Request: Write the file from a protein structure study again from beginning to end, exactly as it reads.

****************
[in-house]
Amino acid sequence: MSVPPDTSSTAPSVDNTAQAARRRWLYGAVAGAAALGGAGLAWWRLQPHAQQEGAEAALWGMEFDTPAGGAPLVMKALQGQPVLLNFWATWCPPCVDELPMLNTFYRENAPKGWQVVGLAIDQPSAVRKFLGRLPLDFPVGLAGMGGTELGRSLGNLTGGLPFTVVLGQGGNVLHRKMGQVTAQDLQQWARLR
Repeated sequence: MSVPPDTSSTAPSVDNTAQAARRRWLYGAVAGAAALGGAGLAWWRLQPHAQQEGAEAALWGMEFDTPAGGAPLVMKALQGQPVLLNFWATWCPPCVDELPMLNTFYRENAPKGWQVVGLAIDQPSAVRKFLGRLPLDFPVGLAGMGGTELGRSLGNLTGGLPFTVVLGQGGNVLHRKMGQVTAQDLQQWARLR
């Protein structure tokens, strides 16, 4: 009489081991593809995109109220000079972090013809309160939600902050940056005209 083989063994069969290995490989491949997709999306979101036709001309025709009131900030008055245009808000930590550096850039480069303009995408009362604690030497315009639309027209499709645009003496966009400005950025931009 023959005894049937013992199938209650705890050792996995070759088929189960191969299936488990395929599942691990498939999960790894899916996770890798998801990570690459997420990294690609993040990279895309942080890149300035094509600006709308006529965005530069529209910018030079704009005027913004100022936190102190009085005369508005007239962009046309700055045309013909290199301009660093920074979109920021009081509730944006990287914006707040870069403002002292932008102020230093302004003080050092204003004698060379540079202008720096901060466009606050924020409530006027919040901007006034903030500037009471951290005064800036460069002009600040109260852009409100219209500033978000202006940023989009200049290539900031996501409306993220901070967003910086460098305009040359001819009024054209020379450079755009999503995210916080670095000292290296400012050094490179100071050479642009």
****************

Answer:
[in-house]
Amino acid sequence: MSVPPDTSSTAPSVDNTAQAARRRWLYGAVAGAAALGGAGLAWWRLQPHAQQEGAEAALWGMEFDTPAGGAPLVMKALQGQPVLLNFWATWCPPCVDELPMLNTFYRENAPKGWQVVGLAIDQPSAVRKFLGRLPLDFPVGLAGMGGTELGRSLGNLTGGLPFTVVLGQGGNVLHRKMGQVTAQDLQQWARLR
Repeated sequence: MSVPPDTSSTAPSVDNTAQAARRRWLYGAVAGAAALGGAGLAWWRLQPHAQQEGAEAALWGMEFDTPAGGAPLVMKALQGQPVLLNFWATWCPPCVDELPMLNTFYRENAPKGWQVVGLAIDQPSAVRKFLGRLPLDFPVGLAGMGGTELGRSLGNLTGGLPFTVVLGQGGNVLHRKMGQVTAQDLQQWARLR
């Protein structure tokens, strides 16, 4: 009489081991593809995109109220000079972090013809309160939600902050940056005209 083989063994069969290995490989491949997709999306979101036709001309025709009131900030008055245009808000930590550096850039480069303009995408009362604690030497315009639309027209499709645009003496966009400005950025931009 023959005894049937013992199938209650705890050792996995070759088929189960191969299936488990395929599942691990498939999960790894899916996770890798998801990570690459997420990294690609993040990279895309942080890149300035094509600006709308006529965005530069529209910018030079704009005027913004100022936190102190009085005369508005007239962009046309700055045309013909290199301009660093920074979109920021009081509730944006990287914006707040870069403002002292932008102020230093302004003080050092204003004698060379540079202008720096901060466009606050924020409530006027919040901007006034903030500037009471951290005064800036460069002009600040109260852009409100219209500033978000202006940023989009200049290539900031996501409306993220901070967003910086460098305009040359001819009024054209020379450079755009999503995210916080670095000292290296400012050094490179100071050479642009």